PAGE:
News, Politics, and Culture from 14895

By Douglas Sciorra

Beyond Helmets, Best Practices for Safe Biking


Part 4 of a summer safety series

By Sandy Rigas

Along with wearing a properly fitted bike helmet when riding a bicycle, scooter, or skating, there are other important practices to consider that can help protect children (and adults) from injury.

            First, just as a properly fitting helmet is important, a child’s bicycle also needs to be a good fit. If the bicycle is too tall for the child, it will be difficult to control. The child should be able to straddle the bike and stand with both feet flat on the ground. The seat may need to be adjusted. The bike should be given an overall inspection, making sure the tires, handlebars, and chain are in good order.

            Second, the brakes need to be functioning properly and the child needs to be able to stop the bike by using the brakes.

            Third, teach your child the three proper hand signals for left and right turns, and stopping. (Left: extend left arm horizontally. Right: extend right arm horizontally and bend up at the elbow. Stop: extend left arm horizontally and bend down at the elbow)

“Children should ride on sidewalks until they are at least 10 years old and are coordinated enough to understand hand signals and use them,” advises Johns Hopkins. “Also, children under 10 should not ride a bike at dusk or at night, on the street, as this is when most fatal bicycle accidents happen.”

            Fourth, when riding in the street, children AND adults should be in a straight line, single file, near the curb, riding on the right side of the street WITH the traffic. If there are cars parked along the right side of the street, be alert for car doors opening into traffic lanes and cars moving out or into parking spaces and driveways.  

            Adult or child, if the bike is to be ridden in the street at dusk or after dark, it needs to have a headlight, taillight, and reflectors on both wheels, according to the NYS Department of Transportation. They note that the bike should also have a working horn or bell. The operator of the bike should have some sort of reflective clothing on, for better visibility to others.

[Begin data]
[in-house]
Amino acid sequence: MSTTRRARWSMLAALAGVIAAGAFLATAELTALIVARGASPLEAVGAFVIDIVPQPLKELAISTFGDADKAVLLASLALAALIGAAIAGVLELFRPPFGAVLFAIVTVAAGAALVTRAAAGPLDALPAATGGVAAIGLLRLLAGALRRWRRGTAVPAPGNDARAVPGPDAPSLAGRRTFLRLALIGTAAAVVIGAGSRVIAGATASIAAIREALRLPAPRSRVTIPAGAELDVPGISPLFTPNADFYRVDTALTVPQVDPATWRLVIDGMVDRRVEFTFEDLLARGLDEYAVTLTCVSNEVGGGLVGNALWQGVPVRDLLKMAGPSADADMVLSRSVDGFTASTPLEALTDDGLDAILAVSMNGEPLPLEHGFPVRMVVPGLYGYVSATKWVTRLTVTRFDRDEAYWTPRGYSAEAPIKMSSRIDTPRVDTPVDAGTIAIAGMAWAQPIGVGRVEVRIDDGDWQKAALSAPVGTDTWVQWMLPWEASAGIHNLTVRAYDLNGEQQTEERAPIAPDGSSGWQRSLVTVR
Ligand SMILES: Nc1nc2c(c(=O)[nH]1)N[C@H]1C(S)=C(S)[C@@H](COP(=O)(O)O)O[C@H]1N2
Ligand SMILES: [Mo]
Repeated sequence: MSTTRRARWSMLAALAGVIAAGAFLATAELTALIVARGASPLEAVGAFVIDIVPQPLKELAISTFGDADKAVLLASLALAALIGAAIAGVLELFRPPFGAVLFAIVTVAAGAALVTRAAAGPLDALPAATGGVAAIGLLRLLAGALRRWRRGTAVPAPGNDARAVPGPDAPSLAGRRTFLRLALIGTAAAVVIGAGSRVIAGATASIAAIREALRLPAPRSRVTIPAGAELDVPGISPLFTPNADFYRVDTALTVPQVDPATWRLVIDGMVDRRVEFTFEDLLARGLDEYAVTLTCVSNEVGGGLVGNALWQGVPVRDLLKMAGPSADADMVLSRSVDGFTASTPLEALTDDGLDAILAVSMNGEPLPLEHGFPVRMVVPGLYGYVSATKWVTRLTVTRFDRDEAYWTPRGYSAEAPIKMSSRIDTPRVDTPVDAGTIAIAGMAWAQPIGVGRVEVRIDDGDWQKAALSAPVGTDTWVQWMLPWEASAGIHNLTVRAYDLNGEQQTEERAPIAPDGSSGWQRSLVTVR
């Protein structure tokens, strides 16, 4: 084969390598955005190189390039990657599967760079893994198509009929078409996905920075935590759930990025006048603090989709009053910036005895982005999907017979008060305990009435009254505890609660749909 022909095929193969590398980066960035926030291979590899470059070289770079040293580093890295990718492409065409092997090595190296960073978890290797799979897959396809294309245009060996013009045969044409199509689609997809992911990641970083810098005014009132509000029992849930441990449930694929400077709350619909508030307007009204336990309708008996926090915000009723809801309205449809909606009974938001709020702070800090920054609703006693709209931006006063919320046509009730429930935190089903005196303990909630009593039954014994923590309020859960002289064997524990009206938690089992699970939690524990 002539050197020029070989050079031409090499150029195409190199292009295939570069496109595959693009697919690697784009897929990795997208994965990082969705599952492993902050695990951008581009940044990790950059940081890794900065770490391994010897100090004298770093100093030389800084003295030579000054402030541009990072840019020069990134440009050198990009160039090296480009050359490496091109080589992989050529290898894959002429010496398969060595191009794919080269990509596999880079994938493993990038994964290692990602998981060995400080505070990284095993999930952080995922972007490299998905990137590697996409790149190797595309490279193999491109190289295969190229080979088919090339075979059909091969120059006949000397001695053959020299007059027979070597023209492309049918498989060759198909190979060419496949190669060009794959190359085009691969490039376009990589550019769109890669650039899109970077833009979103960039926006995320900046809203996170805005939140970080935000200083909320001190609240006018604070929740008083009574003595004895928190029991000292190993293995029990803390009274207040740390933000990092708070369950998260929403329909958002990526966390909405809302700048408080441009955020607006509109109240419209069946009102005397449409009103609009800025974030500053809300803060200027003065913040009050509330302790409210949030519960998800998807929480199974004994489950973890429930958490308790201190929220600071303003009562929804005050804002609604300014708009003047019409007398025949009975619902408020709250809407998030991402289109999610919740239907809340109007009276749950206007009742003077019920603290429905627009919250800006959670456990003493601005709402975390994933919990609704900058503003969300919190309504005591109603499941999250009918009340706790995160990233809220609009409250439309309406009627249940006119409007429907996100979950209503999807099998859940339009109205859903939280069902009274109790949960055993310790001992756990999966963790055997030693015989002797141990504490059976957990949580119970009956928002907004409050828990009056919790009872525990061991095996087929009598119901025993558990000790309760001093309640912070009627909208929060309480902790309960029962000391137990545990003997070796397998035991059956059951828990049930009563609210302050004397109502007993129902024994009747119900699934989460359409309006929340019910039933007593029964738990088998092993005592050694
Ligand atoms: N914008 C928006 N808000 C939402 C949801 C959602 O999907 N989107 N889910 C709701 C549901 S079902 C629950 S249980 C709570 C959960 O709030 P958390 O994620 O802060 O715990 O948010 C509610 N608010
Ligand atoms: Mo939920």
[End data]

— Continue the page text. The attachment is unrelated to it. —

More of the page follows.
The NYS DOT adds that children one to four years old, if riding as a passenger on a bicycle, need to wear a certified bicycle helmet, properly fitted, and ride on the back of the bicycle in a child bicycle safety seat. Children under the age of 12 months are prohibited from riding as a bicycle passenger.

            Next, it is important that children learn to sit properly on the bike seat, keeping feet on the pedals, and always have at least one hand on the wheel. Passengers (unless riding on the back in an approved child safety seat) are not allowed on the handlebars or behind the operator of the bike. Shoelaces and pant legs should be checked to make sure they are not dragging and able to get caught in the chain.

            Moving onto Scooters and Skates: The National Institute of Health (NIH) recommends the same precautions and practices as for bicycling. In addition to helmets (which, again, are mandated by NYS law for children under 14) use of elbow and knee pads are known to prevent injuries. Scooters and skates should not be used after dark. Operators of scooters and skates need to follow the same rules as motor vehicles and bicycles: ride on the right side of the road, with the traffic, be mindful of car doors opening, and obey stop signs and traffic lights.

            Last, a few words about electric assisted bicycles and scooters. “These are permitted on the roads BUT the operators are required to have a helmet and obey all of the traffic laws that motor vehicles are required to follow,” notes Wellsville Village Police Chief Tim O’Grady. “Like traditional bicycles, scooters, skates, and skateboards, electric assisted bikes and scooters are prohibited from riding on the sidewalk in the Main Street business district.”

            Chief O’Grady adds, “Gasoline motor assisted bicycles are NOT legal to ride on the road in New York State, including Wellsville. A gasoline motor assisted bicycle does not qualify for a registration as a motorcycle, moped or ATV and does not have the same equipment. If you operate one of these on the road, you may receive traffic tickets.”

            A final note: Everyone, pedestrians and operators of all wheeled vehicles, should remember always to “Look Left/Right/Left” before venturing out into traffic, the NYS DOT recommends. Let’s all keep each other safe while enjoying summer!

Previous Article

Do you know this bird ?

Next Article

NYSP Wall of Honor – Today we remember Trooper Nicholas F. Clark

You may also like